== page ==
Category Archives: Malaysia

Melaka, Malaysia to Singapore

8/10 – Health update: remember the leech bites from Taman Negara?  Well, mine healed up nicely, but Jim’s got infected (probably from wading in the river to buy our bus tickets), and really started to hurt.  The bite area actually turned black and looked pretty awful, so before leaving Melaka, we decided to see a doctor and get some antibiotics.  We tried buying antibiotics at the pharmacy, but unlike some countries we’ve been to, you need a prescription here.  We found a clinic nearby, and the doctor saw Jim within 15 minutes.  He cleaned the wound, dug out the necrotic skin, applied antibiotic ointment and a bandaid, then gave us 5 days of antibiotic pills, disinfectant, a tube of ointment and a half dozen band aids.  We were on our way in 20 minutes, for about $25.00.  Americans really appreciate foreign health care!

8/11 – Took a cab across town to get back to the bus station.  We had been assured by a travel agent in Melaka that multiple bus companies ran buses to Singapore every hour, and there was no reason to purchase tickets in advance.  Well, that turns out not to be true after a holiday weekend.  We got to the station at 9am, but all the morning buses were booked, so we had to hang around the station until 1pm. Not so bad, and we had a nice lunch before we left.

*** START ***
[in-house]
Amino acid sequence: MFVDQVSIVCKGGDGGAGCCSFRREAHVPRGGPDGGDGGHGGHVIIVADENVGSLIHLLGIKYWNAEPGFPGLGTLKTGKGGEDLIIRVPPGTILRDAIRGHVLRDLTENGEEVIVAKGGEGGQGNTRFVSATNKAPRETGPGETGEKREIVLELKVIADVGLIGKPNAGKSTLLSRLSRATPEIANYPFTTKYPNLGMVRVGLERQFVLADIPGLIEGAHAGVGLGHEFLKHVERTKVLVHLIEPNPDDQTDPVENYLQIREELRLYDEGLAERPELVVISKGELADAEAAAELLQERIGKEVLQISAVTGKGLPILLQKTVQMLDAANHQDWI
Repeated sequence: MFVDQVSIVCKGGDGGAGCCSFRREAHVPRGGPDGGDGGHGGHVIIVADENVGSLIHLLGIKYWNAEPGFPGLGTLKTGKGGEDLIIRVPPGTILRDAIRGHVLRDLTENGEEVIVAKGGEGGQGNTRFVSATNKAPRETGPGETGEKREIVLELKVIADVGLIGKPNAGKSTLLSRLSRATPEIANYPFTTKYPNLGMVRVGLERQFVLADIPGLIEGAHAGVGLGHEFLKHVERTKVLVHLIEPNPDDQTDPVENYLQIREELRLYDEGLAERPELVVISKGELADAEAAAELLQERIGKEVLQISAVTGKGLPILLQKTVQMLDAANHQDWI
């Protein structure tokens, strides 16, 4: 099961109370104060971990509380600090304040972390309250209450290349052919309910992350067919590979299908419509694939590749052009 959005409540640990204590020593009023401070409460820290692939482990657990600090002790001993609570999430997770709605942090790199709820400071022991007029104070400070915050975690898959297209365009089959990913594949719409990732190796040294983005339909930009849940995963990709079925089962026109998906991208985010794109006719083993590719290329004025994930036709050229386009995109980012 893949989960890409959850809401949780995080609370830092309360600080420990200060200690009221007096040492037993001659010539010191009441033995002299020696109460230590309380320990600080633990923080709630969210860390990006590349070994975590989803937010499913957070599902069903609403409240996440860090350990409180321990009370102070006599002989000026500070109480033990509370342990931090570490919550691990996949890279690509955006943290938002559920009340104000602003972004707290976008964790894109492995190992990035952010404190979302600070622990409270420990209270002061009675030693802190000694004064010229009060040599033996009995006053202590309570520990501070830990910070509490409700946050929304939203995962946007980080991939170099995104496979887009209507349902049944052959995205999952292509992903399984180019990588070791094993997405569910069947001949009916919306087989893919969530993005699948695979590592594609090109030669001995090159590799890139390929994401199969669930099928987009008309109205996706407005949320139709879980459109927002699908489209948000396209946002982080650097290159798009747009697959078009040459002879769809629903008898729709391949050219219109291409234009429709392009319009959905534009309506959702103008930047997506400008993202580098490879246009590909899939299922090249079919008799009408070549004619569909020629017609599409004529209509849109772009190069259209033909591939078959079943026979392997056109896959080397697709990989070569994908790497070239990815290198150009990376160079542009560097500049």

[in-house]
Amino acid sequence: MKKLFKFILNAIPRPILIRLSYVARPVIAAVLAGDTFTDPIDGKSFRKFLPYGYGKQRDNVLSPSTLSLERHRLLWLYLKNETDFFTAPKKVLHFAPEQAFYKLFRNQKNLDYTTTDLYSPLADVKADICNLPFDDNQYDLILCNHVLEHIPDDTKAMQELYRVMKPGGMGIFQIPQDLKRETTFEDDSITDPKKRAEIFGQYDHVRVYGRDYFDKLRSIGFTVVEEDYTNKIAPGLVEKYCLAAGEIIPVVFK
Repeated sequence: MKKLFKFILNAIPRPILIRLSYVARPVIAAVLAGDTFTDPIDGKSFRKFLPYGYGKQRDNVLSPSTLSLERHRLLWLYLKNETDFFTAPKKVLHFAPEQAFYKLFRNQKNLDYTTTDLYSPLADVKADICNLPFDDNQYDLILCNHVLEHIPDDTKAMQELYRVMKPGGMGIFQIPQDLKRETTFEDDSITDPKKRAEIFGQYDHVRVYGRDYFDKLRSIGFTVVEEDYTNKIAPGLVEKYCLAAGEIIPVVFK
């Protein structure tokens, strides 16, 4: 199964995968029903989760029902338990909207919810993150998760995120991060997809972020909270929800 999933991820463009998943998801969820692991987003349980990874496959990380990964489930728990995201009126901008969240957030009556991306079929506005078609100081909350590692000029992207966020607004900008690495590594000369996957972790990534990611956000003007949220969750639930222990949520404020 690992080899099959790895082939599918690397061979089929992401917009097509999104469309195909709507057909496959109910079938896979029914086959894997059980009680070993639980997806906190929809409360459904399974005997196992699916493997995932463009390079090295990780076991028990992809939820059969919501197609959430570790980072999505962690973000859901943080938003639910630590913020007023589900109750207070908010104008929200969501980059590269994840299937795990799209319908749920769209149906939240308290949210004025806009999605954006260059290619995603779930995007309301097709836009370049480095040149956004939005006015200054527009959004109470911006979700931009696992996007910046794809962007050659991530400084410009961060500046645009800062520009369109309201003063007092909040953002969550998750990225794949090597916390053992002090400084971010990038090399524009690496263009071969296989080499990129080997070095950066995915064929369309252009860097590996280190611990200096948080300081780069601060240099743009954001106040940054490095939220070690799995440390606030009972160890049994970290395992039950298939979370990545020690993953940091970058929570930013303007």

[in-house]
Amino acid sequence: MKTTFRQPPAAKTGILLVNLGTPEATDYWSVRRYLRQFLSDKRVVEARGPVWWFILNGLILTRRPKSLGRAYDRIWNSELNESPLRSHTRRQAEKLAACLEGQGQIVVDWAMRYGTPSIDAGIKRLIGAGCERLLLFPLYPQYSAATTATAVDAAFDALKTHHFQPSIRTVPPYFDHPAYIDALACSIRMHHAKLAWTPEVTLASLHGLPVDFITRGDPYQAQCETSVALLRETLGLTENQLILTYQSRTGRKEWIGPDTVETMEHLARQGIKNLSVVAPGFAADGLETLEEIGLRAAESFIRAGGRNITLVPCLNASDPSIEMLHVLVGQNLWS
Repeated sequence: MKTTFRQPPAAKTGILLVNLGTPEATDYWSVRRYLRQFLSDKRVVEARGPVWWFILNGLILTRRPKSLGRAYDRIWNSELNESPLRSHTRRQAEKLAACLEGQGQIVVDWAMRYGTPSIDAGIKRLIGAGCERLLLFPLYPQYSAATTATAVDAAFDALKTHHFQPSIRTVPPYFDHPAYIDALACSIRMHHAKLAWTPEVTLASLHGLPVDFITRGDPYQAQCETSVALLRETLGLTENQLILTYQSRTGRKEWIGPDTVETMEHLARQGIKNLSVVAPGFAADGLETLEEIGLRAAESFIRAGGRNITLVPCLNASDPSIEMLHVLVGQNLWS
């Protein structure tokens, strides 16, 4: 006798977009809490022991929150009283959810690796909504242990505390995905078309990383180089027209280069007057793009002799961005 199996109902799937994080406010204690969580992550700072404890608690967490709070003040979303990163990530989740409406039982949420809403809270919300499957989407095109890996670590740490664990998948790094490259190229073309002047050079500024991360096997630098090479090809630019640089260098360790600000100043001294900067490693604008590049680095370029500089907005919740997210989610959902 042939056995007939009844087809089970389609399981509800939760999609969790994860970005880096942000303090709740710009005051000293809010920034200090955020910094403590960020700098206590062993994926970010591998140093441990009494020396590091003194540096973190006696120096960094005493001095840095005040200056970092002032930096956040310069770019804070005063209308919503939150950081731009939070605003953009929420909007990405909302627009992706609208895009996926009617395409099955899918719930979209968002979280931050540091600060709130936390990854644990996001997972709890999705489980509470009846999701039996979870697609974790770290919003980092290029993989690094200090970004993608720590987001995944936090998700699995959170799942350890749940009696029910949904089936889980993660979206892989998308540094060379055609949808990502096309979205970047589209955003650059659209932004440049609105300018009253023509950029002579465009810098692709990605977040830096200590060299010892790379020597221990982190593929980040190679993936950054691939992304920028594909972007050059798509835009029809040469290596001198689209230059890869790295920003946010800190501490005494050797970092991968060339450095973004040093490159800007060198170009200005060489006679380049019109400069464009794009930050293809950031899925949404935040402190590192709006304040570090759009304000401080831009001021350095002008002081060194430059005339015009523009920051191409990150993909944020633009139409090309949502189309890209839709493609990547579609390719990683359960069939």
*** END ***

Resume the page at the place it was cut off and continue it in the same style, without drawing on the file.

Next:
There were signs at every seat on the bus that under no circumstances would the bus wait at Customs for more than 20 minutes. At the border, we hightailed it off the bus and jogged to the immigration line, then back outside to jump on the bus. We made it, but others didn’t, and the bus pulled away leaving people behind – Singapore doesn’t fool around!